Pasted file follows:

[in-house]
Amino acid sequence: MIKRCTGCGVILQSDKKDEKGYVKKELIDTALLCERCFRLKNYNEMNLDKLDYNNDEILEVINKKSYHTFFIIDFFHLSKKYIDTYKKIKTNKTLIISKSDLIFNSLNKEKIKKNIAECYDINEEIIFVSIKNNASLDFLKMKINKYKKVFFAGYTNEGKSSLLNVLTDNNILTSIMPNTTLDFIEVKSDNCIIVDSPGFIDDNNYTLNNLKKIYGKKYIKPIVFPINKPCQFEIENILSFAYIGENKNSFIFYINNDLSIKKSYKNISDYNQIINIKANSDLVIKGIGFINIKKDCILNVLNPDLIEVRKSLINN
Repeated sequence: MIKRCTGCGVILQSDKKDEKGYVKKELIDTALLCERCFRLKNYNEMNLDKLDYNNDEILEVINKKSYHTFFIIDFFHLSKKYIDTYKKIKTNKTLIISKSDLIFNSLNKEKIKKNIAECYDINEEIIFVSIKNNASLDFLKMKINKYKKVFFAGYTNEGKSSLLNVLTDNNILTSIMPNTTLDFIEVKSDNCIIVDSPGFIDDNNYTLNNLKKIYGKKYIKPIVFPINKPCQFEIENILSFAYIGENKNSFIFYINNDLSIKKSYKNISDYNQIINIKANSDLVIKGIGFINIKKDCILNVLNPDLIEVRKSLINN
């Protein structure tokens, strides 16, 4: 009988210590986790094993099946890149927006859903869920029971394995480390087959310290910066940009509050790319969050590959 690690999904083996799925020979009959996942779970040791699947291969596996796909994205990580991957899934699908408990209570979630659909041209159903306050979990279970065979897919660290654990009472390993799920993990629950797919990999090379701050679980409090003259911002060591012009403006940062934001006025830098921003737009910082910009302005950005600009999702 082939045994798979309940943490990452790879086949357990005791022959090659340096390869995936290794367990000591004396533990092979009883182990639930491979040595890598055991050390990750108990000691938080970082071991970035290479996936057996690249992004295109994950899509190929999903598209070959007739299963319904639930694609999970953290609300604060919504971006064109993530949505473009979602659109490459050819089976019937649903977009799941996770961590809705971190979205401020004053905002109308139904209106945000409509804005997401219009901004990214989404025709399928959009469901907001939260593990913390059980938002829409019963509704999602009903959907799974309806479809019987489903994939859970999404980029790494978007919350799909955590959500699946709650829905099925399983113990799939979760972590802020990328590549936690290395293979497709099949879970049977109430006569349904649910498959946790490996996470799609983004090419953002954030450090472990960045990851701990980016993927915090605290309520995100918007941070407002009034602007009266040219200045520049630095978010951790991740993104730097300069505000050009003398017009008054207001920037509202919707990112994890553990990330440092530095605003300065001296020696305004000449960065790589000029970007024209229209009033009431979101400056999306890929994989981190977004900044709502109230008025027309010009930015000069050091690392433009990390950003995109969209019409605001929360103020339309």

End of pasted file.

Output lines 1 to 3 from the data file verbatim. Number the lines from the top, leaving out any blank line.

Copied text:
[in-house]
Amino acid sequence: MIKRCTGCGVILQSDKKDEKGYVKKELIDTALLCERCFRLKNYNEMNLDKLDYNNDEILEVINKKSYHTFFIIDFFHLSKKYIDTYKKIKTNKTLIISKSDLIFNSLNKEKIKKNIAECYDINEEIIFVSIKNNASLDFLKMKINKYKKVFFAGYTNEGKSSLLNVLTDNNILTSIMPNTTLDFIEVKSDNCIIVDSPGFIDDNNYTLNNLKKIYGKKYIKPIVFPINKPCQFEIENILSFAYIGENKNSFIFYINNDLSIKKSYKNISDYNQIINIKANSDLVIKGIGFINIKKDCILNVLNPDLIEVRKSLINN
Repeated sequence: MIKRCTGCGVILQSDKKDEKGYVKKELIDTALLCERCFRLKNYNEMNLDKLDYNNDEILEVINKKSYHTFFIIDFFHLSKKYIDTYKKIKTNKTLIISKSDLIFNSLNKEKIKKNIAECYDINEEIIFVSIKNNASLDFLKMKINKYKKVFFAGYTNEGKSSLLNVLTDNNILTSIMPNTTLDFIEVKSDNCIIVDSPGFIDDNNYTLNNLKKIYGKKYIKPIVFPINKPCQFEIENILSFAYIGENKNSFIFYINNDLSIKKSYKNISDYNQIINIKANSDLVIKGIGFINIKKDCILNVLNPDLIEVRKSLINN